The First Mr. Olympia Contest
The Mr. Olympia contest is universally known as the biggest and best bodybuilding contest in the world. The winner of this prestigious event is regarded as the best bodybuilder alive. Bodybuilding legends such as Arnold Schwarzenegger, Frank Zane, Lee Haney, Sergio Oliva, Ronnie Coleman, Jay Cutler and Phil Heath are all multiple Mr. Olympia winners.
The Mr. Olympia contest was originally created by magazine publisher Joe Weider. Joe was a huge fan of the sport of bodybuilding and it was frustrating to him to see such great bodybuilders like Steve Reeves, John Grimek and Reg Park have no where else to go after they won prestigious titles like the Mr. America and Mr. Universe. Weider wanted to create another competition for only the best bodybuilders in the world. Only world champions like the Mr. Universe or Mr. World winners would be invited to compete in this new contest.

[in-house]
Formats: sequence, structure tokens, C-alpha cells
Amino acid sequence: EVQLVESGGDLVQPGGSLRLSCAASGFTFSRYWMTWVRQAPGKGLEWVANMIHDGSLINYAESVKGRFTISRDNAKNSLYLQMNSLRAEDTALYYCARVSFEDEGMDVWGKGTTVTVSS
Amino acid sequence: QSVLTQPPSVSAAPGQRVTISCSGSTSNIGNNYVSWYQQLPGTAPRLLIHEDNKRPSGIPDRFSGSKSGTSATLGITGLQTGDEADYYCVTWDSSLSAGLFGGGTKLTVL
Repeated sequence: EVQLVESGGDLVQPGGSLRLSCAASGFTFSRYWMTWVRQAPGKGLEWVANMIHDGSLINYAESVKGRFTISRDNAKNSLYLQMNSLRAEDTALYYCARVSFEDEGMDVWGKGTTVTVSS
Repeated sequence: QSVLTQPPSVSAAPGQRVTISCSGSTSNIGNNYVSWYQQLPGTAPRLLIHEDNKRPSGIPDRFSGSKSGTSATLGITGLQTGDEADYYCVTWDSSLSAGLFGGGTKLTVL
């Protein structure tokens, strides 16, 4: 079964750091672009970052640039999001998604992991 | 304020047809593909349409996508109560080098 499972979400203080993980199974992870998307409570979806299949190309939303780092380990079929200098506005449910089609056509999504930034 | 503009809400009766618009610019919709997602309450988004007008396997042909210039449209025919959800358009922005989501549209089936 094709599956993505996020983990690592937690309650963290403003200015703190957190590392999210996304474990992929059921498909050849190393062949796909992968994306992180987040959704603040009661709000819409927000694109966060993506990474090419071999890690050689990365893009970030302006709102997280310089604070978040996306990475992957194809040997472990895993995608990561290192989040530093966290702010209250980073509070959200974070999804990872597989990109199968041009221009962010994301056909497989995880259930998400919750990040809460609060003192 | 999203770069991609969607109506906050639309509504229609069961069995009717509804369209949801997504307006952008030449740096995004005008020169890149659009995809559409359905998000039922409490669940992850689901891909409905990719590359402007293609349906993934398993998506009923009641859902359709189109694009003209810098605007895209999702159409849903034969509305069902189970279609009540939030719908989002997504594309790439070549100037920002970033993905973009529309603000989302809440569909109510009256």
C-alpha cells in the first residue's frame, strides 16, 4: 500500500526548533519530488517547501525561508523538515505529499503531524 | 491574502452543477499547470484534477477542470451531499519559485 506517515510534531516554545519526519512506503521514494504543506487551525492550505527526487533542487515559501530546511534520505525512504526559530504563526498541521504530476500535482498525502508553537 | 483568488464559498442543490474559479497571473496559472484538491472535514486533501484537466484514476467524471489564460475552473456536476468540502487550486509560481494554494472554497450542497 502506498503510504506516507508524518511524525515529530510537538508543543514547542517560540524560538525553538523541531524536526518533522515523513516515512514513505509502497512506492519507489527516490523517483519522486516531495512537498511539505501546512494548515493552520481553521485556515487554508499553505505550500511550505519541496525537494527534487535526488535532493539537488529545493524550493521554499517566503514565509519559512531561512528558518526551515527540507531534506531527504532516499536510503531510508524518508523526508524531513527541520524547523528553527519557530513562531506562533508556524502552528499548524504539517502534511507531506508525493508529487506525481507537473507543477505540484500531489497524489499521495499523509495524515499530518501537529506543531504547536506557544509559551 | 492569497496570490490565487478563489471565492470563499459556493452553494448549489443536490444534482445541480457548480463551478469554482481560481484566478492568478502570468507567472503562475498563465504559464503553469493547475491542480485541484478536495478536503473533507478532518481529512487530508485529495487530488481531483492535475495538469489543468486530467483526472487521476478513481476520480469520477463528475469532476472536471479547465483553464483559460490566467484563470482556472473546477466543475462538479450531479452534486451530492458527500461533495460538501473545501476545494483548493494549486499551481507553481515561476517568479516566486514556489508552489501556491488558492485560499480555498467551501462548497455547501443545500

Joe decided to call his new contest the Mr. Olympia. Rumor has it that Joe was out drinking beers with top bodybuilder Larry Scott one night and he was relating his frustration about the early retirement of champions like Reeves at such a young age. How good would bodybuilders like this become if they had a bigger contest to strive for?
Larry listened to Joe’s predicament and asked Joe what he would call this biggest contest in the world. Joe looked at the beer that Larry was drinking and noticed that the label said Olympia Beer. At that moment, Joe proclaimed the new contest would be called the Mr. Olympia contest. He also thought the title sounded a lot like the mythical Mount Olympus, where all the Gods are born.